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MMIH Syndrome

Caused by smooth muscle disorder


Updated June 11, 2014

Megacystis microcolon intestinal hypoperistalsis syndrome (MMIH), also known as Berdon syndrome, results from a disorder of the smooth muscle in the abdomen and digestive system. The disorder prevents the stomach, intestines, kidneys, and bladder from functioning correctly.

Who gets it?

It is not known exactly how or why MMIH syndrome occurs. Some researchers believe it is inherited, since there have been cases of siblings being affected. Almost all of the known cases are in girls. One reason this might be is that MMIH may be misdiagnosed as prune belly syndrome, especially in boys.


The symptoms of MMIH result from its underlying smooth muscle disorder. The muscles of the internal organs are lax and do not develop properly in utero. Symptoms of MMIH are:
  • megacystis - a giant bladder that is weak
  • microcolon - a too-small large intestine
  • intestinal hypoperistalsis - the small intestine is wide and its weak muscles don't pass food through very well
The abdominal muscles are flabby, making the baby's belly look wrinkled, like a prune. The hypoperistalsis leads to constipation and blockage of the intestines.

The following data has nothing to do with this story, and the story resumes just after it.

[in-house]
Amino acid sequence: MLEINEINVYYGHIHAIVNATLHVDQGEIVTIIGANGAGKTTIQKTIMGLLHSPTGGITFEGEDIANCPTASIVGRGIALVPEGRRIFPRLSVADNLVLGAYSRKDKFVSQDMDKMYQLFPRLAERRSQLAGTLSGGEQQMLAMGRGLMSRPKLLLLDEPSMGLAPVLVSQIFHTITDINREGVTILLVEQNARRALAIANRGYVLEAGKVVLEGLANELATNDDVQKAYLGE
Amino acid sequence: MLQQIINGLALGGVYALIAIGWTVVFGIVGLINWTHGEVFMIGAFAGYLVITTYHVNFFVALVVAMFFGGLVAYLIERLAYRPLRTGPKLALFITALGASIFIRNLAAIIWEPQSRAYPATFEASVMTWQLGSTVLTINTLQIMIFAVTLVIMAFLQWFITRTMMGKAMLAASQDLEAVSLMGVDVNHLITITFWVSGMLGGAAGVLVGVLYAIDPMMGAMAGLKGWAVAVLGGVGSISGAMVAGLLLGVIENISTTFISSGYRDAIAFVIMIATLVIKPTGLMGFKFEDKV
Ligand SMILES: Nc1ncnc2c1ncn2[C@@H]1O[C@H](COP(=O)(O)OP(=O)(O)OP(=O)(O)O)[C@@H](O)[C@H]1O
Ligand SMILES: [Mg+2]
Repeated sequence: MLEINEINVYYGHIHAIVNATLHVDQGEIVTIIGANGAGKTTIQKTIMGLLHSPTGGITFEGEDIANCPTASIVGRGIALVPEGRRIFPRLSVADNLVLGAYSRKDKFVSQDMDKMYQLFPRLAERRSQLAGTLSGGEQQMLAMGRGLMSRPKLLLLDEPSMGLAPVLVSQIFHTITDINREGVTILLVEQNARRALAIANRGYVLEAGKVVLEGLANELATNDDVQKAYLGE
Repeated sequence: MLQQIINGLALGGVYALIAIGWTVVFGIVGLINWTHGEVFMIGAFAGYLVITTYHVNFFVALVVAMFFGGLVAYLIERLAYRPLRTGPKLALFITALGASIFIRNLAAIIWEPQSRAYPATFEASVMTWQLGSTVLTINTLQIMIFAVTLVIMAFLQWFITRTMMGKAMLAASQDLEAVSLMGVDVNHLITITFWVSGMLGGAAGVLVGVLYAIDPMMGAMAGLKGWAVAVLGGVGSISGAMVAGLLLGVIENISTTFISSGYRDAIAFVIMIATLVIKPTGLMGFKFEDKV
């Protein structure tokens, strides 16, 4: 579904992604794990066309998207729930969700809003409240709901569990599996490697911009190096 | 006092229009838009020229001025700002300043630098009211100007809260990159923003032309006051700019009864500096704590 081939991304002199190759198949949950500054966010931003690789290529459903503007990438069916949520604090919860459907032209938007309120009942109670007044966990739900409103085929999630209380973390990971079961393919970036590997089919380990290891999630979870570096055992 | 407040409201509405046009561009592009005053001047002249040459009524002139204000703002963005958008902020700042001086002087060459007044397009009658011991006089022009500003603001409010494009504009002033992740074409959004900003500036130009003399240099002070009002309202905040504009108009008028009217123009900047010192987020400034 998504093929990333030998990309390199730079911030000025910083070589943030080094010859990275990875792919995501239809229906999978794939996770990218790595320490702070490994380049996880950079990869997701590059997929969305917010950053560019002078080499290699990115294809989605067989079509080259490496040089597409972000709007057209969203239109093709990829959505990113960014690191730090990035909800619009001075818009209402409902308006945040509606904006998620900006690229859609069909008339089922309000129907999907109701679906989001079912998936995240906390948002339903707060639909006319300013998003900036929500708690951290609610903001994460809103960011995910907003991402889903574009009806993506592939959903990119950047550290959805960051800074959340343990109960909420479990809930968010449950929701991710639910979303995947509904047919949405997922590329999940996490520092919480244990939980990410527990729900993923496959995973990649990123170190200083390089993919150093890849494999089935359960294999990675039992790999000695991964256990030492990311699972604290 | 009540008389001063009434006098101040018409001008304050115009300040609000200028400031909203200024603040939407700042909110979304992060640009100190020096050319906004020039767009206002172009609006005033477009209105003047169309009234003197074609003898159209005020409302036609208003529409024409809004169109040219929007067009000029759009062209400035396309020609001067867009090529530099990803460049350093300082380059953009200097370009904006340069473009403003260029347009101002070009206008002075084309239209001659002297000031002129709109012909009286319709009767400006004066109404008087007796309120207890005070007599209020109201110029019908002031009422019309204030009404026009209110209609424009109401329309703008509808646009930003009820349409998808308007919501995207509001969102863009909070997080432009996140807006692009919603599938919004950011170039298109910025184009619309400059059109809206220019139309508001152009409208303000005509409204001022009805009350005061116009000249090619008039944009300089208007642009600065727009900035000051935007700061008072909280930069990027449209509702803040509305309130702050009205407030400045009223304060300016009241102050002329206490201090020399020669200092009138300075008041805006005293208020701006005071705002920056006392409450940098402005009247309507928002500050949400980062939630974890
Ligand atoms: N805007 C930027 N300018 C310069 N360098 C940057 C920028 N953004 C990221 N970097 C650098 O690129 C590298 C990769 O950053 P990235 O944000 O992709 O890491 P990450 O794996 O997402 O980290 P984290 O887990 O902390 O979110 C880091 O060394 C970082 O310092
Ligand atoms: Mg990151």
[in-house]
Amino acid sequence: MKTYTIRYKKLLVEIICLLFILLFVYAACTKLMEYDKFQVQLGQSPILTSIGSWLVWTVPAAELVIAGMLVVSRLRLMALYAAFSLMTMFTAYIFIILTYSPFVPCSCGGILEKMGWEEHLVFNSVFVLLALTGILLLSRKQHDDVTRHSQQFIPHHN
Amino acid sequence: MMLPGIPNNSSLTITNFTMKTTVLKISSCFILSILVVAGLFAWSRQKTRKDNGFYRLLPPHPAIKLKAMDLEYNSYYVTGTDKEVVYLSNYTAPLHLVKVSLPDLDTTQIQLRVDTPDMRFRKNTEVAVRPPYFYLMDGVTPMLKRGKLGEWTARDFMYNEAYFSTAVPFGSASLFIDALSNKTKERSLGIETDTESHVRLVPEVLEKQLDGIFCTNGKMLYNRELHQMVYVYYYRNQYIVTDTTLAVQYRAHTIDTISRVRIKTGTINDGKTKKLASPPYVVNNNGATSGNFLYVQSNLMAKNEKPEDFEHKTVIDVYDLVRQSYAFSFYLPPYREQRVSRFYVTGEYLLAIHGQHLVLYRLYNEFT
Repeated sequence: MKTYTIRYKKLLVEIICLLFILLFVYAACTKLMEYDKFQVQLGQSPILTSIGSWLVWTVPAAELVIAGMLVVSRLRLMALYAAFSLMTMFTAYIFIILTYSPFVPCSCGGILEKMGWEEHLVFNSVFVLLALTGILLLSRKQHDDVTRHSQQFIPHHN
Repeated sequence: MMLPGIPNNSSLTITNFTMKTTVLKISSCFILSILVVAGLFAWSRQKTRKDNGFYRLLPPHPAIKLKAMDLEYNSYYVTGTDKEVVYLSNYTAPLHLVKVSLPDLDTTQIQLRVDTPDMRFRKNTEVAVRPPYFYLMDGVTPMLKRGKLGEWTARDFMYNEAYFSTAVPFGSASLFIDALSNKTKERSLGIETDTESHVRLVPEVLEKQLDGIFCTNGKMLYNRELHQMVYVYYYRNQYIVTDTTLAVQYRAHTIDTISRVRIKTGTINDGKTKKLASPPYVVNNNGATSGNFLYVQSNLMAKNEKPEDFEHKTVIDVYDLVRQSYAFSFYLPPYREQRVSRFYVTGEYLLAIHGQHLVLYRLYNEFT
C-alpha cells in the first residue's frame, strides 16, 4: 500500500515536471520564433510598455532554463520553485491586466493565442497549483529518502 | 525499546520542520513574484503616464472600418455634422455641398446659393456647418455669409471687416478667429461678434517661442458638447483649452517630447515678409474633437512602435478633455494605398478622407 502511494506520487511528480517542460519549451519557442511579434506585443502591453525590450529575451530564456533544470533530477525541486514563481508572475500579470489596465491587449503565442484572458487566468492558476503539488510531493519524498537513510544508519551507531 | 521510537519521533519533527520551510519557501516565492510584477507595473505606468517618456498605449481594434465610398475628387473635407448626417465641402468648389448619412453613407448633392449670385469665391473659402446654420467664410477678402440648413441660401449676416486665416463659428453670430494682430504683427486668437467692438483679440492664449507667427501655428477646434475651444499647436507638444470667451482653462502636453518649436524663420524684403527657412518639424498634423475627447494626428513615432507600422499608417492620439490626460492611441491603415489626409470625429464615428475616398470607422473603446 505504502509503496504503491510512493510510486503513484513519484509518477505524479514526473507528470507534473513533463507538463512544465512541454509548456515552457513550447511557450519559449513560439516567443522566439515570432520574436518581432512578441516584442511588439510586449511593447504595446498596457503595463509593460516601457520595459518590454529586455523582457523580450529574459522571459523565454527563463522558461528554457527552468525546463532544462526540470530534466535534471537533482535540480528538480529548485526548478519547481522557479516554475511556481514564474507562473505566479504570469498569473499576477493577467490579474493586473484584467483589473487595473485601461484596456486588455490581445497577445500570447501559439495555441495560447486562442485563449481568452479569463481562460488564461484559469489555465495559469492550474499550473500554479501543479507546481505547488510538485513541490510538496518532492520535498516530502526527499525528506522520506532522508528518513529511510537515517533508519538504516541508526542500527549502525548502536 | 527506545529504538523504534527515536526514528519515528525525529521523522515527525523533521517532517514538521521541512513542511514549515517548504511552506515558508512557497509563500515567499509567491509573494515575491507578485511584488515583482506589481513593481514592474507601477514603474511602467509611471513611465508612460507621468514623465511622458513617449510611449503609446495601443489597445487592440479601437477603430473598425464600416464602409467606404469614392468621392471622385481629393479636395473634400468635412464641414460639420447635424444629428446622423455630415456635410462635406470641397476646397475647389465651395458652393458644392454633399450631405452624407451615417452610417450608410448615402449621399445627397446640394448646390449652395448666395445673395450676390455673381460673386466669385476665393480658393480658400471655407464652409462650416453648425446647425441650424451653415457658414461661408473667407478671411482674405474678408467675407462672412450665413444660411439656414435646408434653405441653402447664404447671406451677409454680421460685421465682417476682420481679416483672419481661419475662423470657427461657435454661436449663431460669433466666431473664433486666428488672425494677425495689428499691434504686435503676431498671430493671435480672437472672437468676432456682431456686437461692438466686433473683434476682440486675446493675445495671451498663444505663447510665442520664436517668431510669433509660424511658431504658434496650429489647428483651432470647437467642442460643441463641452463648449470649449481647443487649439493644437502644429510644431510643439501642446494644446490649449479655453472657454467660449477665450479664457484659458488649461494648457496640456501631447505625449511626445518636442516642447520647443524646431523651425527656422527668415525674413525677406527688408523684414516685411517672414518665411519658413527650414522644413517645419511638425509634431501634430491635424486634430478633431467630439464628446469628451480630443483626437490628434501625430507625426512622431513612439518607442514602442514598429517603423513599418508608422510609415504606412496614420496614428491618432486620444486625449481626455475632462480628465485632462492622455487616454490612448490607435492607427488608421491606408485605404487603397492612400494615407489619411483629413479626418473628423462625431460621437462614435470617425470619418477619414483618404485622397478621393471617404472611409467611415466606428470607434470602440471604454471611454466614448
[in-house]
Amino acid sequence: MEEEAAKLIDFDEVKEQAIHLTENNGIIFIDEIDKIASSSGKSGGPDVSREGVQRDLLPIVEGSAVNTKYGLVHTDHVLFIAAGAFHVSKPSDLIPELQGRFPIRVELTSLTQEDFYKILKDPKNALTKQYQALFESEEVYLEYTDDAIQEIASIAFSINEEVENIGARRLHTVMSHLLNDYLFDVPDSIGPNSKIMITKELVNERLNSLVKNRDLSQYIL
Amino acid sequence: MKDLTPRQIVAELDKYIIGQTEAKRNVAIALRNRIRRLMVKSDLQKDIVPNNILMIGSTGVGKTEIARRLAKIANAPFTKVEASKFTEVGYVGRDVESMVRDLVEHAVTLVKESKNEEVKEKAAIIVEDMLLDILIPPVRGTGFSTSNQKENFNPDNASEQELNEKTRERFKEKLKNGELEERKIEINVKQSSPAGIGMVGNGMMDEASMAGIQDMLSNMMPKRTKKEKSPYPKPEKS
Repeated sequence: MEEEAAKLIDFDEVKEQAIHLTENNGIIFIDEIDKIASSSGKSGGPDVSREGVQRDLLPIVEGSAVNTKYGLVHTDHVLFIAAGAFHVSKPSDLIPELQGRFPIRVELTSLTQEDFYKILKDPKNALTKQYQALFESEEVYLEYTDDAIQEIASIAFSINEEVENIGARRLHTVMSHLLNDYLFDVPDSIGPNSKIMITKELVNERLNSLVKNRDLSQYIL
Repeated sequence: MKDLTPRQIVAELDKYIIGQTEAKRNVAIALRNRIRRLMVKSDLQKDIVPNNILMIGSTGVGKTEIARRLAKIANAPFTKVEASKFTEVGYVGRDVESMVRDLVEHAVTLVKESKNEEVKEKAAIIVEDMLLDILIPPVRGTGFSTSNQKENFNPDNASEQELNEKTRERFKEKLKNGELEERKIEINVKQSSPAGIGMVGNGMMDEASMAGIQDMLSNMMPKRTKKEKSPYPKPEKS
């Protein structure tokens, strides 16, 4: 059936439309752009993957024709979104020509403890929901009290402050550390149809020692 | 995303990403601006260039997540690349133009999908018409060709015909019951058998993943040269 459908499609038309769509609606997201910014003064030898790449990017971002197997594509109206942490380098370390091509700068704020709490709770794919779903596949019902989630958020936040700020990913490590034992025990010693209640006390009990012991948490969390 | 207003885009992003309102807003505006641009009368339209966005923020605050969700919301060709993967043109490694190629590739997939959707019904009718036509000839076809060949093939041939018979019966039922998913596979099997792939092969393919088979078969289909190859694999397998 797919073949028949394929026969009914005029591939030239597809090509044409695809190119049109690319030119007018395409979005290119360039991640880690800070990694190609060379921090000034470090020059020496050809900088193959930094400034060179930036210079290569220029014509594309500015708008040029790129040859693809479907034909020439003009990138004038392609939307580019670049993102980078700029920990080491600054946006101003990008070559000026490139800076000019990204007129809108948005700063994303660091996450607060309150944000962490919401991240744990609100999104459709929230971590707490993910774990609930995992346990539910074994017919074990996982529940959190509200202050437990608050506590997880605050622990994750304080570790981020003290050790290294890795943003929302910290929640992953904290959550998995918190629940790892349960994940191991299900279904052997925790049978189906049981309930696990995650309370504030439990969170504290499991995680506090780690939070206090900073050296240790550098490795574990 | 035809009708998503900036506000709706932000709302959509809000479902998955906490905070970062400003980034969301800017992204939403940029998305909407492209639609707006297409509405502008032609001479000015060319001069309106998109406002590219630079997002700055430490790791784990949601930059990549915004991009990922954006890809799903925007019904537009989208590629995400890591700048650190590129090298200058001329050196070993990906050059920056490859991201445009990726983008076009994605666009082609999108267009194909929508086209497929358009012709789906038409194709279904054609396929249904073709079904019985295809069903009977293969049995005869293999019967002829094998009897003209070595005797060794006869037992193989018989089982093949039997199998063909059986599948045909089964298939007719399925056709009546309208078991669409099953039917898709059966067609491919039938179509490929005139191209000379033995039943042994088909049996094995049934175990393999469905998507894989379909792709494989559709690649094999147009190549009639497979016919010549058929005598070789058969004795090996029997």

MMIH is difficult to diagnose before the baby is born. Abnormal internal organs may be seen on fetal ultrasound, but it may not be clear that the child has MMIH, unless the child had a sibling with the disorder. Once the baby is born, physical examination and ultrasound can determine if MMIH exists.


Unfortunately, there is no cure for MMIH, and the outlook is poor for infants born with it; most die within the first year of life. Infants can be fed intravenously with special mixtures, but this type of therapy often causes liver failure.

In the last decade physicians have attempted to replace all of the defective internal organs in infants with MMIH by transplantation. An article in the journal Transplantation in 1999 reported on 3 girls with MMIH who received multi-organ transplantations. The transplants failed in one child, who died; one child died 17 months later from pneumonia, but the third child was alive and well at the time of the article.

Another attempt at multi-organ transplantation for MMIH took place on January 31, 2004. Alessia Di Matteo, of Genoa, Italy, received eight organs from another infant: the liver, stomach, pancreas, small intestine, large intestine, spleen, and two kidneys. Doctors at University of Miami/Jackson Memorial Hospital, where the surgery was done, reported 7 weeks later that Alessia was doing well. She will need to continue taking anti-rejection drugs the rest of her life, but her parents consider that a small price to pay for the gift of life she's been given.


Brecher, E. J. Baby gets 8 new organs in Miami. The Miami Herald, Friday, March 19, 2004.

InfoBiogen. Megacystis-microcolon-intestinal-hypoperistalsis syndrome, accessed at http://www.infobiogen.fr

Masetti, M., Rodrigues, M. M., Thompson, J. F., Pinna, A. D., Kato, T., Romaguera, R. l., Nery, J. R., De Faria W., Khan, M. F., Verzaro, R., Ruiz, P., Tzakis, A. G. (1999). Multivisceral transplantation for megacystis microcolon intestinal hypoperistalsis syndrome. Transplantation, 68(2), pp. 228-232.

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